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Keys and Bearings.

'claw ' clutch, c is fixed by key to the right-hand shaft, and B
slides on a pair of feather keys D in the left-hand shaft, so that
the claws at A may be locked or unlocked. The clutch strap E
encircles the clutch B, and is further grasped by the fork lever:
this gives a sufficiency of wearing surface between the rotating
clutch and stationary lever. The difficulty of entering the jaws is
met by the adoption of friction clutches. (Seepp. 569-70.)

Two shafts slightly out of line but mutually parallel may be
united by the Oldham coupling Fig. 474. A middle plate c, having
cross strips, unites with grooves in the flanges A and B, and the
velocity isl transmitted unimpaired. If the shafts are mutually
inclined, the Hooke's or Universal Joint, A, Fig. 475, must be
employed, and if considerably out of line though parallel, B must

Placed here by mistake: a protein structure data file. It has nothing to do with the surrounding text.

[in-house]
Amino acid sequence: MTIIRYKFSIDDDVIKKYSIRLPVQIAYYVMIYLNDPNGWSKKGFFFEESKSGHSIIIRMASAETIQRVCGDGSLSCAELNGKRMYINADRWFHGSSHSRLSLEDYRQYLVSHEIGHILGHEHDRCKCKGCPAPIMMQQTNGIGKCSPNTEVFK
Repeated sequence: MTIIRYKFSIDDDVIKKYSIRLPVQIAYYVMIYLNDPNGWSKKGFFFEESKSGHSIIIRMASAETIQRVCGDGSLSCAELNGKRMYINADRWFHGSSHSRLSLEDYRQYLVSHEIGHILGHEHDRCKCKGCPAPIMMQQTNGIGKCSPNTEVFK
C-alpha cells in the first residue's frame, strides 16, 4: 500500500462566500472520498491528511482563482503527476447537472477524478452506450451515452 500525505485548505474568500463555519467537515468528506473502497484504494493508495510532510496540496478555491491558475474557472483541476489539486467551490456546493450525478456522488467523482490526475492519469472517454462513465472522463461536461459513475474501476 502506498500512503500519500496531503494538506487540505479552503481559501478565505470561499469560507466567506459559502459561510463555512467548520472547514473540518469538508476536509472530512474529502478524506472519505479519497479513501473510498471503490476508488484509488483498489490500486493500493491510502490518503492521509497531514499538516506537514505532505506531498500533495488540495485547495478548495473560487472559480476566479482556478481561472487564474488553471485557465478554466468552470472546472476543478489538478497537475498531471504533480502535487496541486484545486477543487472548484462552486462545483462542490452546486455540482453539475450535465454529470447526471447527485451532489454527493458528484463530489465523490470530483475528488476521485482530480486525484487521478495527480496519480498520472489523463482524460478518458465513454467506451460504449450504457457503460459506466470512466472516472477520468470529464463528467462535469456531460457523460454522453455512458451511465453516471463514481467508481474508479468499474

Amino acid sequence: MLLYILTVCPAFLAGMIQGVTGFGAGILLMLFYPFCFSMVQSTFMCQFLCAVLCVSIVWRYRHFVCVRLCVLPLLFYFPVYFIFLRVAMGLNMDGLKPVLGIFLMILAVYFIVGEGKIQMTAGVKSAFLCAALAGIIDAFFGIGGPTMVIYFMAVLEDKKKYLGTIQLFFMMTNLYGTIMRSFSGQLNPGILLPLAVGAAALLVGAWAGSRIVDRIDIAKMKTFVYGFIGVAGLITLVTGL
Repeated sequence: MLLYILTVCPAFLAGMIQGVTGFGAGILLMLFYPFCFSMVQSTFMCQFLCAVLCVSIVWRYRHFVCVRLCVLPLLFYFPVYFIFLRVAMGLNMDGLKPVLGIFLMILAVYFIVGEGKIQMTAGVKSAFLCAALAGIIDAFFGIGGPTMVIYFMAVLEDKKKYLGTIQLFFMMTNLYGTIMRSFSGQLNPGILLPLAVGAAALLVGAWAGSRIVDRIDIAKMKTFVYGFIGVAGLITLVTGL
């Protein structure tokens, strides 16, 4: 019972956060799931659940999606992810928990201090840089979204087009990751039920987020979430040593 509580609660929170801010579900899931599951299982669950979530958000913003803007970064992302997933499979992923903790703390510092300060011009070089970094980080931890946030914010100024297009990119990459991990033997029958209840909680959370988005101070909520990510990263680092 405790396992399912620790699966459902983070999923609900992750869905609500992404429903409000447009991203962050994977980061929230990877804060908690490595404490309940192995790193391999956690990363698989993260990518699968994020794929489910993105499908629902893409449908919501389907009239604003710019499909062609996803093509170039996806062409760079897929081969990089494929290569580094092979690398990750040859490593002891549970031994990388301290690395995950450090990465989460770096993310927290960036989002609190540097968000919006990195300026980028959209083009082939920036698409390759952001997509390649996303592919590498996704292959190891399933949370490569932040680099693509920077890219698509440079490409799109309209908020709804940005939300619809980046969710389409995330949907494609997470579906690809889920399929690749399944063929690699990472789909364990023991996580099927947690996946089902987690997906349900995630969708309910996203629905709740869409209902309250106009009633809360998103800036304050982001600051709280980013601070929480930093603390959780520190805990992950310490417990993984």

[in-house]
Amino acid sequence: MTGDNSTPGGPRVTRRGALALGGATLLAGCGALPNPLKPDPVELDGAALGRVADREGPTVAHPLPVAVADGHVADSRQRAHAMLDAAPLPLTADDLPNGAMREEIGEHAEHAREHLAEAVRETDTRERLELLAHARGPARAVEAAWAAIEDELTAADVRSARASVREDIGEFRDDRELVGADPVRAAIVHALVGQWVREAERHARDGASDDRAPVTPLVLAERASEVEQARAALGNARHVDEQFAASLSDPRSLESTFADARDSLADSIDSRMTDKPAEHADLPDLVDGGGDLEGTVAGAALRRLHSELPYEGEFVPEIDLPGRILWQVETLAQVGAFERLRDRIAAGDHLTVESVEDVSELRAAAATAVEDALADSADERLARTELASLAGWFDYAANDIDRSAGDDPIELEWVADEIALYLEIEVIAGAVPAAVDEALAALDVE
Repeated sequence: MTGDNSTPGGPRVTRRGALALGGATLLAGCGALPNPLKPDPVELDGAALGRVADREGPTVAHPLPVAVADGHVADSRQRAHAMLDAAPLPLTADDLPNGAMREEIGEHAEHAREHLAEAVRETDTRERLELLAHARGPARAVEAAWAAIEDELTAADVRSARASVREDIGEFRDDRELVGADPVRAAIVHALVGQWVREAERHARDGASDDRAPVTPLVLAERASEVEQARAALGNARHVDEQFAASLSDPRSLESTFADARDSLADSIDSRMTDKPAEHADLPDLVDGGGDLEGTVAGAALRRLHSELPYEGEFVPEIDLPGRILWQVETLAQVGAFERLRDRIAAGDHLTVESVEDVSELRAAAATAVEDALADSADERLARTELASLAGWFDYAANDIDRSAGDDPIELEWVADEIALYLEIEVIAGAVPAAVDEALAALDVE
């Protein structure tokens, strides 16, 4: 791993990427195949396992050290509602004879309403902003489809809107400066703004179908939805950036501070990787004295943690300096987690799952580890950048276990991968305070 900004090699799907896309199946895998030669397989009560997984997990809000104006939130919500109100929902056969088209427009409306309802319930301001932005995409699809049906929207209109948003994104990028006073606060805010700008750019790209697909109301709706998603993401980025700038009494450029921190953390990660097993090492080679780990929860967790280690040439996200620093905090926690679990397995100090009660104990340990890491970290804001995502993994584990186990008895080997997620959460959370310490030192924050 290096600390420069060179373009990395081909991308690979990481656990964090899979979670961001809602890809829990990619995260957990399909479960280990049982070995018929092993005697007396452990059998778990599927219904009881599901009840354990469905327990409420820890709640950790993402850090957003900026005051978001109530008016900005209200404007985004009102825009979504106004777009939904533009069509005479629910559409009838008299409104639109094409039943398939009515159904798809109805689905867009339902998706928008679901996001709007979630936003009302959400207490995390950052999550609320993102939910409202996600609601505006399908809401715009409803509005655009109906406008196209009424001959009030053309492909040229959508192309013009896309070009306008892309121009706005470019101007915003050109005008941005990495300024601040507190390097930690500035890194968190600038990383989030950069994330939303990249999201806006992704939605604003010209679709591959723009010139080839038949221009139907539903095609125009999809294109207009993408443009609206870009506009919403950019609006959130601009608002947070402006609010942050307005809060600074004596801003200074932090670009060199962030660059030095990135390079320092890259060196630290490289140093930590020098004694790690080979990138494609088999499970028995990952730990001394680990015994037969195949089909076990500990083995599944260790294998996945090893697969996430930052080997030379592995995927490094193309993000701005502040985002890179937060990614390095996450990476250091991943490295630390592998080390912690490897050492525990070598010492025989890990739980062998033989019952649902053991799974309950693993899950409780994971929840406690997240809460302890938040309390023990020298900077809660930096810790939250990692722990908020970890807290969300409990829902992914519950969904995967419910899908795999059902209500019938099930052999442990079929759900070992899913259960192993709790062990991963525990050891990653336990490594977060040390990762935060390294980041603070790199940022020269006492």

be used. A transmits the velocity unevenly, but the double
arrangement B -rights this difficulty. Fig. 476 was adopted for
many years at a northern establishment: E is the engine, and
u j are universal joints, while the three shafts represent three
separate shops. (See Appendices L and /Z, pp. 763 and 866.)
^ Keys were examined in Figs. 374-5. The sunk key is best,
but the flat key is more often used in shop shafting. Cone Keys
(Fig. 473) are made from a hollow cone, turned and afterwards
divided : they give a very perfect grip.

Keys should have a taper in depth from front to rear, and a
gib-head adopted as in Fig. 477, if there are no means of otherwise
releasing the key. Although some workmen fit keys at top and
bottom only, they should no doubt fit accurately both at top and
sides. Shrinking boss on shaft gives very great security. Keys
are sometimes forged on the shaft. (See p. 423.)

Feather or sliding keys can be fastened either to boss or shaft
as most convenient. See A and B, Fig. 478.

Bearings are strictly gun-metal supports termed bushes, but
the supporting brackets take various forms. Fig. 479 is a
common hanger, Fig. 480 a wall box, and Fig. 482 a wall bracket.
The last two have bearing and bracket separate to allow of adjust-
ment. Fig. 481 shews a special hanger, having a long cast-iron
bearing lying in a spherical seat which adjusts itself automatically
to the shaft deviation. Permanent vertical adjustment is obtained
by screw and nut